The time I spend on scientific subjects is astonishing. I can hardly be bothered to comment on the pieces I'm working on at the moment.
Maybe by next year.
First, Devane, Japanese is not a tonal language. Sorry.
That's cool. I believe you. I’ll give this lady’s success rate due to her intervention. Her method makes sense and doesn’t conflict with the subject of AP.
Concerning the status of Japanese I have looked this up before and got conflicting info. But like the ad-hoc AP definitions there seems to be imprecise clarifications from tonal to partially tonal. "Partially tonal" to somebody with clearer definitions could be "not tonal", the same way I define AP and pseudo-AP.
I did check this but got info like this.....
"There are numerous tonal languages in East Asia, including all the Chinese dialects (although Shanghainese is generally considered as only marginally tonal, with characteristics of pitch accent), Vietnamese, Thai, Lao, and Burmese (but not Mongolian, Khmer, Malay, standard Japanese
or standard Korean)."
Ok wikipedia is far from ok. But when you do further research for "tonal" and "Japanese" on the net you will find articles suggesting it.
“In Japanese, tone often has this grammatical function. It is used to distinguish words, but is also used to mark sentences.....
....As just shown, Japanese uses tone in this fashion, both grammatically and lexically.http://www.mnsu.edu/emuseum/cultural/language/tonal.html
Whether or not Japanese is classified as tonal or not in the strictest sense, does it disqualify it from being an environmental factor? I’m go with “no” for Japanese based on your clarification but Chinese is hard to knock. I just follow the figures but I have problems as to why
tonal languages have an effect. Seeing figures is one thing but an explanation would be handy.Do the tonal languages use octaves in their languages to communicate?
I've always had this question concerning me about tonal language value. The articles I've read routinely show an advantage. With AP (genuine) you can perceive octaves based on any individual frequency (without using RP). So knowing this, my question is "are there octaves present in tonal languages?" The answer should be "no" because otherwise it would be well documented about a sizable percentage of Chinese people who have problems with their own language. So how do tonal languages make a difference?
The octave becomes a feature of language from "music exposure" but I don't see how one can get it from a tonal language if it doesn't contain octaves. I've never found an answer to this.
I just wrote a post a few weeks ago on the so-called Asian advantage to perfect pitch. In fact, the article I quoted was one published last year by Drs. Schellenberg and Trehub entitled Is There An Asian Advantage for Pitch Memory?
The article you stated I couldn't read when you posted because I had to sign up and pay? I've just read an article now about it.http://scienceblogs.com/cognitivedaily/2008/07/why_do_more_asians_have_perfec.php
It does indeed standardise the environment by comparing students from the same place but with language backgrounds. I was liking it and hoping for a debunk/new angle until I realised it was testing “pitch memory
” based on Levitin's pitch memory study and not whether they had genuine AP where you can perceive pitch chroma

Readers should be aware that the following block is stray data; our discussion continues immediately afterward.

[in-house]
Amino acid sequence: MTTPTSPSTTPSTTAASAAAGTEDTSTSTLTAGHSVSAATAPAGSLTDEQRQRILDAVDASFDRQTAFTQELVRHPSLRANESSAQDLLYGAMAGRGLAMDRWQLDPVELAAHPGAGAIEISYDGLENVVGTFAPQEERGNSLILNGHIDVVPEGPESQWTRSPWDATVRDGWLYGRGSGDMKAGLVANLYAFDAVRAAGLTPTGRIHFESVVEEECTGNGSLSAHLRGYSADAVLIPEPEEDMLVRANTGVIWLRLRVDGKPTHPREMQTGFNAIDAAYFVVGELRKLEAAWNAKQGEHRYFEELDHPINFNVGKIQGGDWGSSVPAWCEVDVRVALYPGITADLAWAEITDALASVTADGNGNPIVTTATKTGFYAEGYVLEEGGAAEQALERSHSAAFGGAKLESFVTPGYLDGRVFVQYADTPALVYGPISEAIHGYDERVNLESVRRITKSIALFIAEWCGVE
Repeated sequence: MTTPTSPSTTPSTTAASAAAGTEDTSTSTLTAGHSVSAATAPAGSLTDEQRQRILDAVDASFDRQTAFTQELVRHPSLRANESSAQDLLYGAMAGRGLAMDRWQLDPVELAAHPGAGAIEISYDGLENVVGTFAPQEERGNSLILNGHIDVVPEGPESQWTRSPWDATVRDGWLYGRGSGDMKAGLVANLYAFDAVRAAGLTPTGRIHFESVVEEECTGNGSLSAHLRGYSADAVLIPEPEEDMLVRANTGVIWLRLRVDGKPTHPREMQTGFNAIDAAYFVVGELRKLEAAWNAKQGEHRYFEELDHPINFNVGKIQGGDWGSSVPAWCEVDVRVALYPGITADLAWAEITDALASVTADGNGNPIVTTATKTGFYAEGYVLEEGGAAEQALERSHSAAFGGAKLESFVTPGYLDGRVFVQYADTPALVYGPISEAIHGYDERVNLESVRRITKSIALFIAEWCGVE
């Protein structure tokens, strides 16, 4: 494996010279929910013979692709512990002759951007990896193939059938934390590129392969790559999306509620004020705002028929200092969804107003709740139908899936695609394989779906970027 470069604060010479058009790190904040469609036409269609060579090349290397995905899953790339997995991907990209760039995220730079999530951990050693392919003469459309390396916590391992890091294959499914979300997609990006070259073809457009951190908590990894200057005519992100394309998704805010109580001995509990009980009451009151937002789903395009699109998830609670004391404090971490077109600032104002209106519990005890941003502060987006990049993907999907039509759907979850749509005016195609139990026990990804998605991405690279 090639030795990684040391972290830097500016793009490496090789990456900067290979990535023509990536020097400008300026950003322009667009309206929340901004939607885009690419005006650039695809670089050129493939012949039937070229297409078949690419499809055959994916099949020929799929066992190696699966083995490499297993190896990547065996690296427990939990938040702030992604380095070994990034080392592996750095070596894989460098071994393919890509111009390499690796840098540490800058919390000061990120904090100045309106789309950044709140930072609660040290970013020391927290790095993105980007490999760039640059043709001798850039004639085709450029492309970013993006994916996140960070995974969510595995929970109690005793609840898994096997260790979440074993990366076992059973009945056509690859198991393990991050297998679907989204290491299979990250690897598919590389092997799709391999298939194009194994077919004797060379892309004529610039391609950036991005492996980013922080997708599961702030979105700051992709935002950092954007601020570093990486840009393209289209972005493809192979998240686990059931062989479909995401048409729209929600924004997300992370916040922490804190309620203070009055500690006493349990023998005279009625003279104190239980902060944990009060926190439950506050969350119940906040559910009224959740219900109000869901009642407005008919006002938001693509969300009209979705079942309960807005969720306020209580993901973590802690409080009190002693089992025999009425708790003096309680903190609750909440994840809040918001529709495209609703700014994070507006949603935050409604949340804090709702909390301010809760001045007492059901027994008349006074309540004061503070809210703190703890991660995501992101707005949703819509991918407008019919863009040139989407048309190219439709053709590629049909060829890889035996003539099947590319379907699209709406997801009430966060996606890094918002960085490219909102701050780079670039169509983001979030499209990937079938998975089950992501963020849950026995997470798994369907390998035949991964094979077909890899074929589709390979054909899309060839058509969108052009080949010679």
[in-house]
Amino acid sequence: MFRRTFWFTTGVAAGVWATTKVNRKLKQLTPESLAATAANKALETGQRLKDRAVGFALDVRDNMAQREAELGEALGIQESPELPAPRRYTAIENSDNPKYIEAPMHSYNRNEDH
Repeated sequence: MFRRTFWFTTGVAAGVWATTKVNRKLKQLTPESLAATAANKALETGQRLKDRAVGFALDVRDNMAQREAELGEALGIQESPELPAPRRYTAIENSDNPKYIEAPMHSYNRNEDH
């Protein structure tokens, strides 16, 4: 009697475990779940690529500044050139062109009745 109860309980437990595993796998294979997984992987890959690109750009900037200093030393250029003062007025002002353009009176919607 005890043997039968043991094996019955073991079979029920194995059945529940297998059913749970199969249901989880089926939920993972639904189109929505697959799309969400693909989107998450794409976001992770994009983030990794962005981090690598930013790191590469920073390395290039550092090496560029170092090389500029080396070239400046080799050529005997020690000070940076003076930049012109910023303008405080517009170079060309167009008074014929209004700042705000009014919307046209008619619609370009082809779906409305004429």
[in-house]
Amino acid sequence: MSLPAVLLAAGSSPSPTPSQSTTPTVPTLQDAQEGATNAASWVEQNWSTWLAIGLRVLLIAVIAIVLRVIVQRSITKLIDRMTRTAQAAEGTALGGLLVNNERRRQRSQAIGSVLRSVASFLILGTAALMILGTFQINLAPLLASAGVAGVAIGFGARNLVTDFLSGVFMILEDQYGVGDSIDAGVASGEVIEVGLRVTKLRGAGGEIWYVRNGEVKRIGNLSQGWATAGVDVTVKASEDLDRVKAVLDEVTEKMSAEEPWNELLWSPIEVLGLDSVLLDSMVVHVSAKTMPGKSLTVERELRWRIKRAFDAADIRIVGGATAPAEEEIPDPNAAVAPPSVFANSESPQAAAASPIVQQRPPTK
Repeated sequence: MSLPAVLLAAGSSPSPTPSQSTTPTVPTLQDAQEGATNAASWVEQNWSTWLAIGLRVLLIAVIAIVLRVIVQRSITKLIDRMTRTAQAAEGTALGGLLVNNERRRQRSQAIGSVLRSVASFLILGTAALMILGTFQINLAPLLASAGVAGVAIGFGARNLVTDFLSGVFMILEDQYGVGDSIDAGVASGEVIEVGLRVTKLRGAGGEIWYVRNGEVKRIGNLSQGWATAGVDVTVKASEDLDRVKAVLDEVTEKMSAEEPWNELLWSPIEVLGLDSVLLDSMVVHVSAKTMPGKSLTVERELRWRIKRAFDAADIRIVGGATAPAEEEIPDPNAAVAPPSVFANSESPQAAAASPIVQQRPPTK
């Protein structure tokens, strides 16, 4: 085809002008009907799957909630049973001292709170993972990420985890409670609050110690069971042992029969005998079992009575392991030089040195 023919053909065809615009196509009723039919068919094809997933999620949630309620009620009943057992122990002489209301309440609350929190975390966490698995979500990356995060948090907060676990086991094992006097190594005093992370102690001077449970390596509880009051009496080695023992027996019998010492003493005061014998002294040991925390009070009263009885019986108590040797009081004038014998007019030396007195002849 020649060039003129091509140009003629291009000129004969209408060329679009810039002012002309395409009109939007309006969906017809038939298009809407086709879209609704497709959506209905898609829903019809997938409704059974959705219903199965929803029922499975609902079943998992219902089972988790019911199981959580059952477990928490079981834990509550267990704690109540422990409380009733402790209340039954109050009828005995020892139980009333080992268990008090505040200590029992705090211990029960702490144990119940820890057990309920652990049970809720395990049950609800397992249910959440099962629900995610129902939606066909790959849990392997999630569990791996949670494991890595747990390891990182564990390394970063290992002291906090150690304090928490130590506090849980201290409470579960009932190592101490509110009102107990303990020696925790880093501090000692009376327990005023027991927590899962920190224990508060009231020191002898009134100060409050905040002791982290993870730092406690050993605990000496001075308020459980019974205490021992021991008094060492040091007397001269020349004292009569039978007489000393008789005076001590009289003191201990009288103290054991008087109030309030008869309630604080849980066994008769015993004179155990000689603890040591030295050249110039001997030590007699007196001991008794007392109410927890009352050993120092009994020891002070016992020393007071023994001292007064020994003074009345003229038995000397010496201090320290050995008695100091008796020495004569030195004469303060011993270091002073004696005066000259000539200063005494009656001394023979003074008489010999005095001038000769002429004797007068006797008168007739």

. Pitch memory is available to all. It proves people don’t have problems with memorising pitches. It doesn’t disprove the tonal factor here I’m afraid as this is about pitch memory and not about how someone perceive notes.
I've always seen music exposure as being the prime factor but it may not be only factor. It is clear you must have music exposure at the critical stage but they are other factors.
I myself have AP without a tonal language or "early training"
. I started on recently in my 30's. But I craved music as a baby and was practically glued to the radio during my childhood. So I don't think my situation debunks anything as I clearly had the primary factor. "Above average exposure" is a better term than "early training" but this lady's programme falls under both in this case.
The brain is physically different if you have AP. Is it environmental or genetic?.
The Bejing kids who have all the environmental factors and still don't have AP suggests a genetic factor too. If they think they have isolated those genes, test the kids from the same school. I doubt they are suggesting it over-rides the environmental factors, it is just another ingredient.
Unlike many people here on PW I use a very, very strict definition for absolute pitch. Everything else is relative pitch. Absolute pitch cannot be taught. Relative pitch can. Not like it matters, in the end, because whether or not you have absolute pitch has no bearing on how good of a musician you are.
I've been playing that song since day one. Discussing the data of the papers is one thing but if the person you are discussing the subject with only has their own take on the subject based on no research and it making up their own definitions, it can get ugly.
Ad-hoc/fuzzy definitions giving virtually everything the name "perfect pitch" is confusing. The result of this is people claiming to disprove 100's of neurological/linguistic papers with their stories but what they are doing is just labeling an array of skills as AP.
"My Ap is...." fill in own definition here.
They know nothing about the properties of an octave , "pitch class" or "critical stage in language development" etc and cannot separate perception from memory.
I'm sure some have taken offense when I've said they have "pseudo-AP" as if AP had something to do with their musical skill. The studies are there to find out the answer as to why some people don't lose AP. The pool of people involved just happen to be musicians
but this isn't a test of musicality.
Go to the ABRSM for that!